President Biden pelted Russia with sanctions on Friday after President Vladimir Putin signed sham treaties nominally annexing four provinces in southern and eastern Ukraine, plunging global tensions over the seven-month-old invasion to a new low.
The sweeping American sanctions target 278 members of the Russian Parliament, a trio of Russian government leaders - including the governor of the Central Bank of Russia - and family members of Russian officials, according to the Treasury Department. More than 900 Russians faced new visa restrictions, the U.S. said.
Putin marked Russia's attempted annexation, which came with Russia reeling on the battlefield following a lightning advance by Ukraine in the north, with a fiery speech accusing the West of a "colonial" mentality. He declared citizens in the four regions of Ukraine were "becoming our citizens forever."
"We are going to defend our country," Putin said. "The West is hoping that they will remain unpunished."
In a statement, Biden said that Russia was running roughshod over international law and displaying "contempt for peaceful nations everywhere," describing the Kremlin's annexation claims as "phony."
"Make no mistake: these actions have no legitimacy," the president said in the stern statement. "We will rally the international community to both denounce these moves and to hold Russia accountable."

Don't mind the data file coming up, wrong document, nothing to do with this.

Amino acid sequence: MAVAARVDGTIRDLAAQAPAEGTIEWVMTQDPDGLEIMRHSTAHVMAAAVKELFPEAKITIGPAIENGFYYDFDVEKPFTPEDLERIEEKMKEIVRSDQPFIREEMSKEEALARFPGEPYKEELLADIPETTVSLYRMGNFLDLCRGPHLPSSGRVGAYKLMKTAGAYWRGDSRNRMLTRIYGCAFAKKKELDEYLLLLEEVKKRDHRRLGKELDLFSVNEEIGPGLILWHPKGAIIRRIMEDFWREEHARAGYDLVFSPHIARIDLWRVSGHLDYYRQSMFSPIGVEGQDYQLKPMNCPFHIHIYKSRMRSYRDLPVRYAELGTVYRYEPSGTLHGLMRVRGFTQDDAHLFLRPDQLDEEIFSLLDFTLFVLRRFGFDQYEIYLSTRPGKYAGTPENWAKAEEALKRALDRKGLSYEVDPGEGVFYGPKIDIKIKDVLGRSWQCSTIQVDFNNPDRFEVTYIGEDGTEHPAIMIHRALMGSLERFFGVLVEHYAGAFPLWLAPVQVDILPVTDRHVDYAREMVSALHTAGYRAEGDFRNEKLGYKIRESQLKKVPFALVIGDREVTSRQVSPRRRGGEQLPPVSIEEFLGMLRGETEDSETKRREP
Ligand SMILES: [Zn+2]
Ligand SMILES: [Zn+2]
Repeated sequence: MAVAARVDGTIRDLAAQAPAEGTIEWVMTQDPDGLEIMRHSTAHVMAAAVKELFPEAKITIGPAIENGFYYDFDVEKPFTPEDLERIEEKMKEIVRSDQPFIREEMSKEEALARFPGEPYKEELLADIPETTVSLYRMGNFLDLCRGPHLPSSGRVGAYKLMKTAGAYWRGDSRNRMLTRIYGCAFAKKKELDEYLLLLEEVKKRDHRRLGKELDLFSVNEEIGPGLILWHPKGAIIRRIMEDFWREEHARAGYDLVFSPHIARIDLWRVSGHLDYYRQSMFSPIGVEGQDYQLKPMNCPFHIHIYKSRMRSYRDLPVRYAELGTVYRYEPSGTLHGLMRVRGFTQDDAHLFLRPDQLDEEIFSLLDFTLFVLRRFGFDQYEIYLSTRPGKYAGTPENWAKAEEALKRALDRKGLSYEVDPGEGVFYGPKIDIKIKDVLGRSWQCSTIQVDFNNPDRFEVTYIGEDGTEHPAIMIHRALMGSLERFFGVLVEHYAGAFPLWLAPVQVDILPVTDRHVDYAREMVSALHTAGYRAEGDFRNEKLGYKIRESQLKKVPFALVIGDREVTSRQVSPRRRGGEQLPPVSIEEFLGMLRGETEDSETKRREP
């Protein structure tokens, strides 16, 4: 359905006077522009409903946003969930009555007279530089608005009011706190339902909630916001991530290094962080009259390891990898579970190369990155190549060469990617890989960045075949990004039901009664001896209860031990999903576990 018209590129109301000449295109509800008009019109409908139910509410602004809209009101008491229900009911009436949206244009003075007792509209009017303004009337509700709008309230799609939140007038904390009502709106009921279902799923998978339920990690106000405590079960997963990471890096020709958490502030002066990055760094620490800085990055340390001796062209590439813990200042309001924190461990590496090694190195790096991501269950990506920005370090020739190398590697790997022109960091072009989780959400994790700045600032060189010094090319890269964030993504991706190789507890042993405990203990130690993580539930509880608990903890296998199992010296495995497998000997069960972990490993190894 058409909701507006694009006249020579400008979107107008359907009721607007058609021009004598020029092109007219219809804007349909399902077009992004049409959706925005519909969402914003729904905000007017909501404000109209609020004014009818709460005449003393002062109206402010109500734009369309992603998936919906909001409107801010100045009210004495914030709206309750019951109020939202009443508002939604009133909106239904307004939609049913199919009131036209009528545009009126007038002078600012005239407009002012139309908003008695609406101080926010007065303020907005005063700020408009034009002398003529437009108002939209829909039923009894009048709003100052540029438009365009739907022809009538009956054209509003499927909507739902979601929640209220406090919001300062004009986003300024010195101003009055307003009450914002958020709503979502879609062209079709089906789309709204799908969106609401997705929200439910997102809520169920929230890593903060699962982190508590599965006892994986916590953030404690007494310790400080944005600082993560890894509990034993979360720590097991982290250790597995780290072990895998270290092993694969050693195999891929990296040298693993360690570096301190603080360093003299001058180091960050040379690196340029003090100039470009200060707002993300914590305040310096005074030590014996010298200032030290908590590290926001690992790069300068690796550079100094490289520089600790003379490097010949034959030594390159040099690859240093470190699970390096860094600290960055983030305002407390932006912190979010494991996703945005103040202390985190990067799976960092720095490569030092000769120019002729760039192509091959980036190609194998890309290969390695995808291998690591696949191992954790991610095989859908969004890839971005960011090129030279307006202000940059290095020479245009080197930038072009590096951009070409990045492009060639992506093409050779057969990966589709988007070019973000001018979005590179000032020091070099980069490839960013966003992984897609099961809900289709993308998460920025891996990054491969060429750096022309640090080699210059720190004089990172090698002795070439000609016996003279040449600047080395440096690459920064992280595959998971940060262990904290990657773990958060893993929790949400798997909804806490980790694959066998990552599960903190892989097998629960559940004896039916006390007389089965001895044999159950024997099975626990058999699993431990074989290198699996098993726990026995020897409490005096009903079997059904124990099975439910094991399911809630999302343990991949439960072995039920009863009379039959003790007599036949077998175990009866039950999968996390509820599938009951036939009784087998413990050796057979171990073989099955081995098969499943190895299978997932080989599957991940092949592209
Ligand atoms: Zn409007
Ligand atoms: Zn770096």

Biden pledged in the statement to continue to arm Ukraine against Russia's "brazen effort to redraw the borders of its neighbor" and said he looked forward to approving $12 billion in aid for the beleaguered nation included in a stopgap funding bill expected to pass the House on Friday.
Biden's national security adviser, Jake Sullivan, spoke with NATO's secretary general, Jens Stoltenberg, on Friday about the annexation bid by Russia, according to the White House. And Ukraine's President Volodymyr Zelenskyy said Friday he had signed an application for expedited entry into NATO.
Putin has described NATO as a terminal threat to his country, and cited the threat of Ukraine joining the 30-nation military alliance as a justification for Russia's bloody attack on its western neighbor.
In recent days, the Russian president has issued thinly veiled threats about nuclear warfare in response to any efforts to battle for the regions of Ukraine he now claims. Sullivan has said Russia would face "catastrophic consequences" if the Kremlin uses any nuclear weapons.
The rhetoric has amounted to an alarming escalation in tension between Washington and Moscow. Dialogue between the two nations largely ruptured after Putin sent his army on a failed mission to seize Ukraine's capital, Kyiv, in February.
Now, Putin has laid claim to a bridge of provinces connecting Russia with Crimea, the peninsula on Ukraine's south that Russia seized in 2014. The attempted landgrab covers the provinces of Luhansk, Donetsk, Zaporizhzhia and Kherson.
American sanctions uncorked in response to Russia's moves targeted Elvira Sakhipzadovna Nabiullina, governor of the Central Bank of Russia, and Olga Nikolaevna Skorobogatova, her first deputy, according to the Treasury Department.
The treasury secretary, Janet Yellen, said in a statement that the U.S. would not "stand by as Putin fraudulently attempts to annex parts of Ukraine."
And Biden issued a call to the world to stand against the Kremlin's claims.
"I urge all members of the international community to reject Russia's illegal attempts at annexation," Biden said in his statement, "and to stand with the people of Ukraine for as long as it takes."